They fly over to the Department of Public Health and Medicaid Transformation and things are hopping. The director is excited at the new world of data. They overhear him say

“We measure the right thing over time, reassess and trend what we are measuring, and bring the measurements to the attention of the governor and the legislature every chance we get. If it is easy to measure, we measure it a lot. We have counties in Alabama where infant mortality rivals Zimbabwe. These numbers used to be hidden in a report on page 133. We are making them a part of the policy conversation. We have the opportunity to decide if we want to be better or not.”

They then go into another office in the same building where they see folks looking to other states and even other countries for solutions. Why? They hear

“Don Berwick said we “Yanks” have ignored lessons from other countries. Paul Grundy of the Patient Centered Primary Care Collaborative has been going about singing the praises of Denmark (and it is a compelling story) but we’ve discovered that even in countries with universal access, disparities exist. In England, for example, income predicts poor health outcomes nearly as well as it does in Alabama. We need to look for answers outside the box.”

They then move down the cramped hall to the newly established Office of Patient Engagement (thought to be important in reducing peoples “risk factors” such as obesity and lack of exercise.” The director is already letting her staff know that the Office is obsolete

“We need to move beyond patient engagement. This is a term that implies a lone patient overcoming adversity to move singlehandedly into better health. Let’s acknowledge that “It takes a village.” The lesson of Portland and other communities is that healthy people lead to more healthy people. The lessons of McAllen TX and Grand Junction CO is that the right doctors can keep patients from iotrogenic harm and the wrong doctors, well, the opposite is true as well. The community needs to be healthy together…”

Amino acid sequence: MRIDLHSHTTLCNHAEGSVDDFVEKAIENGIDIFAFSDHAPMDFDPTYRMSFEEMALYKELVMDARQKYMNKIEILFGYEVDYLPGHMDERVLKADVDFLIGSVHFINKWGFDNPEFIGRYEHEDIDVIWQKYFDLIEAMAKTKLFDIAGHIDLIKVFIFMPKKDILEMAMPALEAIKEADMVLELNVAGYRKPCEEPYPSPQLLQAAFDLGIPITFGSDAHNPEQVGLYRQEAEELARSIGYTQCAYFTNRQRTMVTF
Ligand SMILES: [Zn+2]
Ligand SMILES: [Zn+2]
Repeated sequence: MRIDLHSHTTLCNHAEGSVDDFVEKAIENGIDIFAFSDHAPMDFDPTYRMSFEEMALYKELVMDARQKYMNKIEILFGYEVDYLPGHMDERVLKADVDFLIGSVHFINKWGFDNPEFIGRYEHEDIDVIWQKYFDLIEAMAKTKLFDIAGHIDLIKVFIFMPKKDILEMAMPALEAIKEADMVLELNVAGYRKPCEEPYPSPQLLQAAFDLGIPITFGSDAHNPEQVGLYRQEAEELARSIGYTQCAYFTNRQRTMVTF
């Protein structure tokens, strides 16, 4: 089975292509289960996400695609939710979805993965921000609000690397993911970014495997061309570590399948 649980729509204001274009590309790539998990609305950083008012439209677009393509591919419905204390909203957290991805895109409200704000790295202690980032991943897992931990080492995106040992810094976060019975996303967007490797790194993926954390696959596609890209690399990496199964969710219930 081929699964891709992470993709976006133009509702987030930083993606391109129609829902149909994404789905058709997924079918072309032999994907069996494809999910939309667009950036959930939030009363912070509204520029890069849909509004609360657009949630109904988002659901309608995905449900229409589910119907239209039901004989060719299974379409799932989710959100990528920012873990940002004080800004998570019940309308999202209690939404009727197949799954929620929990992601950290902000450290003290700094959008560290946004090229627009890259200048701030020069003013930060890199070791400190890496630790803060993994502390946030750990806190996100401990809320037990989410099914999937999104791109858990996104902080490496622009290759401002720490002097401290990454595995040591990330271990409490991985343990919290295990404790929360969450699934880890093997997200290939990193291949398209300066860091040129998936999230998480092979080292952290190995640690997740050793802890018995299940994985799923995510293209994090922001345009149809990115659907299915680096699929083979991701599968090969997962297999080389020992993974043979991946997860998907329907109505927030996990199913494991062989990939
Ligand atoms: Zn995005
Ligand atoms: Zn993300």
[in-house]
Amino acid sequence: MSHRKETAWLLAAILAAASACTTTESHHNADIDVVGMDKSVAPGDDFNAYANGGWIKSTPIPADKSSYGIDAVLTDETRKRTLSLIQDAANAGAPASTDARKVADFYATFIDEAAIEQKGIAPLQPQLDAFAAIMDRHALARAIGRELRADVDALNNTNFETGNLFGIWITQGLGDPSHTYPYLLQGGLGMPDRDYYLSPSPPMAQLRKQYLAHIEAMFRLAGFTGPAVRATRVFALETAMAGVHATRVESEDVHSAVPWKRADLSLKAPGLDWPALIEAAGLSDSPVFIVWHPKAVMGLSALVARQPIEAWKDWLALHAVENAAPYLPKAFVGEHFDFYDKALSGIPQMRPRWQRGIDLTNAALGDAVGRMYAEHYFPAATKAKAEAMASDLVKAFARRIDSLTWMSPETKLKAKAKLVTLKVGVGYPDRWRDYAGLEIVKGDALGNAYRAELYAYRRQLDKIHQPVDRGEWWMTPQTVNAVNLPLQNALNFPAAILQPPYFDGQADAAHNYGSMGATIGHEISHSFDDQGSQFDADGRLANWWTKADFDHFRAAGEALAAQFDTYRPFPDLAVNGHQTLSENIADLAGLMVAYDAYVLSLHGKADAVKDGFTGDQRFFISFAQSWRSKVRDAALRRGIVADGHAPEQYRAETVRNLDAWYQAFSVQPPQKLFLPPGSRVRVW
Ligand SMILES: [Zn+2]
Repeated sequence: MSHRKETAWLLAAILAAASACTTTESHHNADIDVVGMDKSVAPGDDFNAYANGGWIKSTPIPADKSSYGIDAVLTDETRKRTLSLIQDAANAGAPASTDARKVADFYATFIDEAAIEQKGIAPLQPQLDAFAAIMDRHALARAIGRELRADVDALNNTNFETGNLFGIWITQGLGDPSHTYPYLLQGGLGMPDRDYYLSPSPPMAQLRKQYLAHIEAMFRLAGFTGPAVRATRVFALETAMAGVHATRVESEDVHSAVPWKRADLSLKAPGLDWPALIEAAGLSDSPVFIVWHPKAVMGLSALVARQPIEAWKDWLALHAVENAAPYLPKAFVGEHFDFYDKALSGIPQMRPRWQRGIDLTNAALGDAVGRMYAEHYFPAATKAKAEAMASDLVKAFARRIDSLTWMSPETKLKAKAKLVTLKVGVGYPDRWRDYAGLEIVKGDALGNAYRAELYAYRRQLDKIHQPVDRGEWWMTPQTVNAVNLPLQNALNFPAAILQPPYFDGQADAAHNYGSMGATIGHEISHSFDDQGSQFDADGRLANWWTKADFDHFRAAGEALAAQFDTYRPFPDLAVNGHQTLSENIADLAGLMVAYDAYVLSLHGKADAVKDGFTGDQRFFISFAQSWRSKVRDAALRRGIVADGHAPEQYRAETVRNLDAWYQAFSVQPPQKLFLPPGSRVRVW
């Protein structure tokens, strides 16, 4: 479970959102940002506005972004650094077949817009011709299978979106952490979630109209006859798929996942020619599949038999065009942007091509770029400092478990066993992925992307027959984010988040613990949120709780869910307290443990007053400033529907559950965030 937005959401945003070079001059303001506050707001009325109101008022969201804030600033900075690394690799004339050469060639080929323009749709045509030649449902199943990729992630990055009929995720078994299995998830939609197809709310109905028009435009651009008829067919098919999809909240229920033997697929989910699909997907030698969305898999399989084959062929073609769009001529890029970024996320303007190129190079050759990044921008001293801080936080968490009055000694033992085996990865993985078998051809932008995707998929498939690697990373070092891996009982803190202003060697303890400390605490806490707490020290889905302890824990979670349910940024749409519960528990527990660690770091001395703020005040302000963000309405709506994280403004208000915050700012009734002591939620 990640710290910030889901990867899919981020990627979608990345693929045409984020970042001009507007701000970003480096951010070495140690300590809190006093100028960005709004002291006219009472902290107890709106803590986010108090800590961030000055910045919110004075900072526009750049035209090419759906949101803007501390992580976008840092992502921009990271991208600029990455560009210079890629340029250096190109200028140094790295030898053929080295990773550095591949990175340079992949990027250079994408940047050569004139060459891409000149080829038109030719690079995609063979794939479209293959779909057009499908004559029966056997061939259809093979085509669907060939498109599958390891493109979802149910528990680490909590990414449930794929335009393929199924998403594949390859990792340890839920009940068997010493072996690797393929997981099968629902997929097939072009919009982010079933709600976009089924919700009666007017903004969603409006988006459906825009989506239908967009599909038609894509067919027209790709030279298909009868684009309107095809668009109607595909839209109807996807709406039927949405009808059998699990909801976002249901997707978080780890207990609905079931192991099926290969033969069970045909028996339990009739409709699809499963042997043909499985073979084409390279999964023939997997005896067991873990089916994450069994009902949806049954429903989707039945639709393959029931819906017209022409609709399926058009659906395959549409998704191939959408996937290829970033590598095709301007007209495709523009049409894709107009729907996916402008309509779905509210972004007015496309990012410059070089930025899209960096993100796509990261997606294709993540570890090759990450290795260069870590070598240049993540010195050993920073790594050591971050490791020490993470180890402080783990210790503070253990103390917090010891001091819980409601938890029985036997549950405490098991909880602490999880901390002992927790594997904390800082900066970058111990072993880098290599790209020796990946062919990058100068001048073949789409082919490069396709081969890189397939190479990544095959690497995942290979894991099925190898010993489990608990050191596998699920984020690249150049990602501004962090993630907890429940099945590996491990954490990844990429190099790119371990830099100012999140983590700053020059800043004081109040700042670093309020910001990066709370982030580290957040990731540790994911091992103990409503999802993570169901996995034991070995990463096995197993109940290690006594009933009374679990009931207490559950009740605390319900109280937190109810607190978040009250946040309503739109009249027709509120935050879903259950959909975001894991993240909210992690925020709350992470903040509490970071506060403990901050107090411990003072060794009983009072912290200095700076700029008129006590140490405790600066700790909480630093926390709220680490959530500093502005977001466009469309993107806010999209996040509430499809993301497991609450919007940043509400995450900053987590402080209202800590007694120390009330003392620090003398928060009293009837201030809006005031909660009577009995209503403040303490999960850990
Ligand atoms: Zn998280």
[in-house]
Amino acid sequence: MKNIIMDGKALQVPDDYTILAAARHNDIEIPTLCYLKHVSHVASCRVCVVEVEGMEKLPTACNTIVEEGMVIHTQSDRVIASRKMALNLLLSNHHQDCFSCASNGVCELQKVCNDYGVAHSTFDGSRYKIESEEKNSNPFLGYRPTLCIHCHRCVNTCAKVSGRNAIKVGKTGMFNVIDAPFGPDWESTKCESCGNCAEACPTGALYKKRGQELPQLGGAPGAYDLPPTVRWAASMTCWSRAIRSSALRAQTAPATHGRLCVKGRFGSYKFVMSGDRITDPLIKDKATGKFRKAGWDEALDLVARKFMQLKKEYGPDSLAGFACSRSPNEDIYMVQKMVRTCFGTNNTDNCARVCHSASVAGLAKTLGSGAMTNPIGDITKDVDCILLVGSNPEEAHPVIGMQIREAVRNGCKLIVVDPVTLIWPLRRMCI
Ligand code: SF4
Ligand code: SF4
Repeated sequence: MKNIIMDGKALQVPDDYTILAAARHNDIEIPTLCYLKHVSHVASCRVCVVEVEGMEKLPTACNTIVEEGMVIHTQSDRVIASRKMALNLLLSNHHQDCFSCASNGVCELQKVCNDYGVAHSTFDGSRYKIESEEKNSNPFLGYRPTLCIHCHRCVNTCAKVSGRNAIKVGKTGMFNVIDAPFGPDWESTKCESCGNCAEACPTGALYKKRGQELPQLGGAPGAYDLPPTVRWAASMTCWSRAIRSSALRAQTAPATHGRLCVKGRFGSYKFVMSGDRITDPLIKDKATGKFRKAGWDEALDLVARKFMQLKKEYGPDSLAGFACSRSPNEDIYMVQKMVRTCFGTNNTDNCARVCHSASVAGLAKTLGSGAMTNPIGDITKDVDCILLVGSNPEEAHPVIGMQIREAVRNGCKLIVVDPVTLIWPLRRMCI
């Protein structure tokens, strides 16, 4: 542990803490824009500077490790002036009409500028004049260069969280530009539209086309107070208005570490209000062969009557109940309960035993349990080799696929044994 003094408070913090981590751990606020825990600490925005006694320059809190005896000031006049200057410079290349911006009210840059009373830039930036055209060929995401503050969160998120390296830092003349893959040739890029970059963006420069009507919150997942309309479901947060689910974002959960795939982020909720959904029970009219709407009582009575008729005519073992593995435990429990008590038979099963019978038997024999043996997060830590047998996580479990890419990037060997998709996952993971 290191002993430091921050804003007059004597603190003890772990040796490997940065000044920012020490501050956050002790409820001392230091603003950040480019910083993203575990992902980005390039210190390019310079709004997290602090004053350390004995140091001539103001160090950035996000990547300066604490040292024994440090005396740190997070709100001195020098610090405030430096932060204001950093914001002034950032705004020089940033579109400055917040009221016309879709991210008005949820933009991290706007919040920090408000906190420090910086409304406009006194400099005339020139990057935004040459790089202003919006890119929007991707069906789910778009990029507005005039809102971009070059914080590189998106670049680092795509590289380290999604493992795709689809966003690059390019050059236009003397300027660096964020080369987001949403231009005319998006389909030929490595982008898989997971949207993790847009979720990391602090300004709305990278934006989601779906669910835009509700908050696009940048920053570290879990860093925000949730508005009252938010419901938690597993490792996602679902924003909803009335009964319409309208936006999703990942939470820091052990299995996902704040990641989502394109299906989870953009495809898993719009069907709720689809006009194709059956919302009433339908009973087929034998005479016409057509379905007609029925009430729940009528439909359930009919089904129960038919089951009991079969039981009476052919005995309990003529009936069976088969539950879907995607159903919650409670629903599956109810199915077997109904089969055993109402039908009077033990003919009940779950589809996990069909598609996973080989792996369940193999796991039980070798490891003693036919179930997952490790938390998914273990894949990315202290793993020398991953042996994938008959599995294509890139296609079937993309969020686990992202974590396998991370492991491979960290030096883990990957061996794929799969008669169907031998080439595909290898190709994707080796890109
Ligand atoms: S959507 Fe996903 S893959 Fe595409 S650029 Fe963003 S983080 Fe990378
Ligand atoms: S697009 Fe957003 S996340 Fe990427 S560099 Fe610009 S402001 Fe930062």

The Governor awakens and looks out the window. The camellias are in bloom. He looks over towards the hospital. The doors seem to be still open. He calls out to his aide “What year is this?”

“2014” the aide yells back.

“And ObamaCare?”

“Still the law”

He calls the Health Officer:

“Don, the good news about being way behind is you don’t have to repeat the last 20 years. Did you know that a healthy woman, let’s call her Ms Cratchit, with a car who lives  in rural Alabama has a less than 1/100,000 chance of dying in childbirth in 2014  and her baby Tim has a chance of dying of much less than 1/1000. Did you know that  Ms Cratchit  with diabetes and no car, has a personal risk of death about twice that of her non-diabetic self. Tim has about a 1/100 chance of death. This needs to be changed.

“But Governor,” Don says, “about 50% of Alabama counties offer no provision for care delivery for pregnant women. What can we do?”

Don, what we KNOW is that access to contraception and  pregnancy delay until the medical problems are controlled improves outcomes dramatically. What we suspect is that effective transportation is much more important that a poorly prepared health care provider with no ability to provide pregnancy care. What we need to find out is how to leverage technology, realign incentives, or utilize non-licensed providers to improve outcomes further. We need to focus our improvement methods ON A COMMUNITY SCALE to improve measurable outcomes.”

…and it was always said of him, that he knew how to use ObamaCare well, if any governor alive possessed the knowledge.  May that be truly said of us, and all of us!  And so, as Tiny Tim observed, God Bless Us, Every One!

Advertisements